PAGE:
and knowingly, and free from duress or coercion. I acknowledge
that I have had adequate opportunity to review this document and
to consult with an attorney or other person(s) of my choosing,
before signing this document.
Def.’s Mot. Ex. 2; Pl.’s Mot. Ex. C. The Agreement was on a single page, in readable font, and
printed on Ocwen letterhead. Id. Jeffress printed her name, signed her name, and dated the
Agreement in the signature block. Id. There was also a signature line with “By: Ocwen Financial
Corporation, its subsidiaries and/or affiliates” beneath it, but no signature. Id.
Ocwen has no record of Jeffress either attempting to negotiate the Agreement (although
she was free to do so) or any record that she tried to revoke it. Def.’s Mot. Ex. 1 (Aff. of Bibi
Khan, Human Resources Business Partner for Ocwen) at ¶¶ 7-8. Jeffress avers that no one from
ResCap or Ocwen explained the force and effect of the Agreement, recommended she review it
with an attorney, said she could make changes or revisions to it, or indicated that she could take
her time to review it. Pl.’s Mot. Ex. A (Aff. of Brooke Jeffress) at ¶¶ 6-9. She further avers that
she believed she would jeopardize her prospective employment with Ocwen if she did not sign
the Agreement. Id. at ¶ 10. If Ocwen did not hire Jeffress, she would be unemployed after its
acquisition of ResCap. Id. at ¶ 11. At the time, Jeffress was a divorced, single mother with a
young child and trying to buy a house. Id. at ¶ 12.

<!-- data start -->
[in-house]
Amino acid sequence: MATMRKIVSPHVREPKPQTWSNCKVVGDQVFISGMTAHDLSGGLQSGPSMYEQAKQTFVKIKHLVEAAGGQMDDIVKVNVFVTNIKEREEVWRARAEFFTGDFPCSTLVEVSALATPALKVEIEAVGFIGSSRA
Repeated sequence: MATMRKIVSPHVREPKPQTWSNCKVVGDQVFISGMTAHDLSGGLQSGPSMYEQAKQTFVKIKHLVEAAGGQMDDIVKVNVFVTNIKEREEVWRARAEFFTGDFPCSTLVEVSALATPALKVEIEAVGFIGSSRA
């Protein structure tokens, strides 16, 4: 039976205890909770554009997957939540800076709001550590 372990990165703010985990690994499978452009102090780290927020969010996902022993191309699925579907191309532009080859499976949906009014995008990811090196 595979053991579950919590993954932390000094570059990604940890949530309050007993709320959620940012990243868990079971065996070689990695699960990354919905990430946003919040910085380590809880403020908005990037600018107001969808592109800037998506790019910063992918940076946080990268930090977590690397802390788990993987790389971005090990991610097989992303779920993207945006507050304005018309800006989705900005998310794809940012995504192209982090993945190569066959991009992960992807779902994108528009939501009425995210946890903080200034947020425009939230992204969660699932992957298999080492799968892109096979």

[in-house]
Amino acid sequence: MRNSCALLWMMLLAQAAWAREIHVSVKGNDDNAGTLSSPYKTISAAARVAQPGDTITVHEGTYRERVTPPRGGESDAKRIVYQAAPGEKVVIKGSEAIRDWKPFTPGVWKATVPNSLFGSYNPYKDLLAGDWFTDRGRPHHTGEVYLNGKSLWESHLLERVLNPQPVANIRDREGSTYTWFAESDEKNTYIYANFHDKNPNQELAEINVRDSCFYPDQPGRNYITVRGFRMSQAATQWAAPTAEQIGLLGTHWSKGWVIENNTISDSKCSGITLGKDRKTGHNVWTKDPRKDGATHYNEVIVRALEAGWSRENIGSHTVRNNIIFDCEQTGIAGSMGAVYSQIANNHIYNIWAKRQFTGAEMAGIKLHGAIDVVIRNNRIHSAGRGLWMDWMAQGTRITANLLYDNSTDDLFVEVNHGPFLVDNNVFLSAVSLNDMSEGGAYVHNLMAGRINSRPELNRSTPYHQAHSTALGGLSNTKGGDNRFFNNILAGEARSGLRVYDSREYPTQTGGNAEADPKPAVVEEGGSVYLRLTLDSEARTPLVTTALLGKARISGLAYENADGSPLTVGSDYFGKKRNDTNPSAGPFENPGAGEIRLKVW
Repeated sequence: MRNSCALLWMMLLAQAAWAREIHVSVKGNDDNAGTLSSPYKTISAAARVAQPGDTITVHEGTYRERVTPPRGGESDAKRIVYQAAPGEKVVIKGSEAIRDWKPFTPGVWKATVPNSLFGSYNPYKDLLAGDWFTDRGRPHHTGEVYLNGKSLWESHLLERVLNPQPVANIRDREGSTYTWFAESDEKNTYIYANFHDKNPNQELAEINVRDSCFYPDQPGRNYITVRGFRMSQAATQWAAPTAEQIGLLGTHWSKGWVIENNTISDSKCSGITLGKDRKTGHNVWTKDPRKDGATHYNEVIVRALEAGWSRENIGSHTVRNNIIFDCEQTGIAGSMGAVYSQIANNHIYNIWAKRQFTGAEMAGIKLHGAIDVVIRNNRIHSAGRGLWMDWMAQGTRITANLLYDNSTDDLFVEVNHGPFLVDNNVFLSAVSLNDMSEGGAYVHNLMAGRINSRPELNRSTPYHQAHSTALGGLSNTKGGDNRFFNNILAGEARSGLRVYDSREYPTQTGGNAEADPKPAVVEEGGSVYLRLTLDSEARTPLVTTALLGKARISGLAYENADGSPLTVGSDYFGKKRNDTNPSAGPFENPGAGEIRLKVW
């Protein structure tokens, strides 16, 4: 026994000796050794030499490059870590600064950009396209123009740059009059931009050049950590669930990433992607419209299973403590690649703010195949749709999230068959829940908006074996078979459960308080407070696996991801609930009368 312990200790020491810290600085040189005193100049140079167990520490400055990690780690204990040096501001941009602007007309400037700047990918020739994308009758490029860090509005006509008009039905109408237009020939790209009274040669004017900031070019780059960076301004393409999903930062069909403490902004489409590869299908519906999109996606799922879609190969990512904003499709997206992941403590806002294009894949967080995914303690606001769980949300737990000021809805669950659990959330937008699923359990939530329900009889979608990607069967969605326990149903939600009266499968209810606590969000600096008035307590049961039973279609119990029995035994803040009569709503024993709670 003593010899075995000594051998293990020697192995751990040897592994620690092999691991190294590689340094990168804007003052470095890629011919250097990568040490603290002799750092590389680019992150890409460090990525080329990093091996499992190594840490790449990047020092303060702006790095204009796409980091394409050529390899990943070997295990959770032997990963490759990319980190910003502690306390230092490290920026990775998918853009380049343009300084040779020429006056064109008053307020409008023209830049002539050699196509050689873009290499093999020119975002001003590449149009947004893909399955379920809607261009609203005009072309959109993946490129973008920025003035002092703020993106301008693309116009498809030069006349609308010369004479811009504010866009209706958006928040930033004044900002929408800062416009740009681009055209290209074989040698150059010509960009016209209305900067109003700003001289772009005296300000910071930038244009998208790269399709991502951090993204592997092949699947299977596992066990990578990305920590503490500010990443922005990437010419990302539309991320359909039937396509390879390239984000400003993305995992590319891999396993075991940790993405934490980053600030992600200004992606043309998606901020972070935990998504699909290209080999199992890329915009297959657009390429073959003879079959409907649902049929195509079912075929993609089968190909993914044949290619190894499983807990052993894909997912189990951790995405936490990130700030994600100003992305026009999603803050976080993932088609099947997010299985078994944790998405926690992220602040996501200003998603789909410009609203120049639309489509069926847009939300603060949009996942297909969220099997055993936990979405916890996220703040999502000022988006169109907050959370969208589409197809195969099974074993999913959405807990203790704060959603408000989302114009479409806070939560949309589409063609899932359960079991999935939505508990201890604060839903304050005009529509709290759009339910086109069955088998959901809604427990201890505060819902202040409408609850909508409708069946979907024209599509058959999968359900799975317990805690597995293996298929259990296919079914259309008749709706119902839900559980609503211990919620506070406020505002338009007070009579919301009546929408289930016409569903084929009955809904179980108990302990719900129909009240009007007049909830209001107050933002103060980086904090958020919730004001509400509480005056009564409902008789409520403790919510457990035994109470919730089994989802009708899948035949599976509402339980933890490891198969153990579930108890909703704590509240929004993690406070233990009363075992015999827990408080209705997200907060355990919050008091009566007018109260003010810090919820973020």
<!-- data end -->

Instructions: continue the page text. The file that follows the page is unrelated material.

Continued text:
Ocwen argues that the Agreement is enforceable because Jeffress knowingly and
voluntarily signed it. Def.’s Mem. at 5. Jeffress responds that the Agreement is not a valid and
enforceable contract because Ocwen never signed it, and that, even if the Agreement is a
contract, she did not knowingly and voluntarily sign it. Pl.’s Mem. at 7, 16. We consider the
Whether The Agreement Is A Valid And Enforceable Contract
Jeffress argues that the Agreement is not enforceable because Ocwen never signed it.
Pl.’s Mem. at 7-8. Ocwen responds that its failure to sign the Agreement does not render the
Agreement unenforceable because Jeffress signed it and Ocwen manifested its consent to be
bound in the plain language of the Agreement when it prepared and placed the Agreement on its
letterhead. Def.’s Mem. at 9-10. Ocwen also argues that it unequivocally demonstrated its assent
to the Agreement when it hired Jeffress. Id.
In Pennsylvania, a contract is created when there is mutual assent to its terms by parties
with the capacity to contract. Shovel Transfer & Storage, Inc. v. Pennsylvania Liquor Control
Bd., 739 A.2d 133, 136 (Pa. 1999). As a general rule, signatures are not required unless such
signing is expressly required by law or the parties’ intent. Id. Courts construe contracts to
ascertain and give effect to the parties’ intentions, and the intent of the parties to a written
contract is contained in the writing itself. Id. at 138. Parties may condition the formation of a
contract any way they choose -- including that all parties sign the contract -- but the mere
presence of a signature block or signature line is not dispositive as to whether the parties
intended to be bound only upon the execution of the document by all the signatories. Id. Rather,
courts must inquire as to whether the parties agreed to the terms of the contract and intended to
be bound by them. Id.
If a written contract has been signed by only one of the parties, there is still a valid,